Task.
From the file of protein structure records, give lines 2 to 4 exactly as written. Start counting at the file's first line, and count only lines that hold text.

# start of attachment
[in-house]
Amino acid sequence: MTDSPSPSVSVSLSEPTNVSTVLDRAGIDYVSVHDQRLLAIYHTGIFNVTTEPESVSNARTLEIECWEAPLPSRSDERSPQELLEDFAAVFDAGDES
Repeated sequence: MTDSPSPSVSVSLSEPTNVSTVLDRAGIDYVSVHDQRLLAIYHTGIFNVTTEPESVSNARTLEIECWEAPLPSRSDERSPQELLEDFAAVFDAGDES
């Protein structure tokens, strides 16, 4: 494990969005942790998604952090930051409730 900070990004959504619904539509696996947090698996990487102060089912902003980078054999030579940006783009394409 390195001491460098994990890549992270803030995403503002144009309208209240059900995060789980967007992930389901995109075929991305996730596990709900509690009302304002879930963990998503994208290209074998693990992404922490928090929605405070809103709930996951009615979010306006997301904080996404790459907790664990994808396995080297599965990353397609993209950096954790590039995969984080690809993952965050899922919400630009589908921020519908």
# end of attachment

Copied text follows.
Amino acid sequence: MTDSPSPSVSVSLSEPTNVSTVLDRAGIDYVSVHDQRLLAIYHTGIFNVTTEPESVSNARTLEIECWEAPLPSRSDERSPQELLEDFAAVFDAGDES
Repeated sequence: MTDSPSPSVSVSLSEPTNVSTVLDRAGIDYVSVHDQRLLAIYHTGIFNVTTEPESVSNARTLEIECWEAPLPSRSDERSPQELLEDFAAVFDAGDES
């Protein structure tokens, strides 16, 4: 494990969005942790998604952090930051409730 900070990004959504619904539509696996947090698996990487102060089912902003980078054999030579940006783009394409 390195001491460098994990890549992270803030995403503002144009309208209240059900995060789980967007992930389901995109075929991305996730596990709900509690009302304002879930963990998503994208290209074998693990992404922490928090929605405070809103709930996951009615979010306006997301904080996404790459907790664990994808396995080297599965990353397609993209950096954790590039995969984080690809993952965050899922919400630009589908921020519908």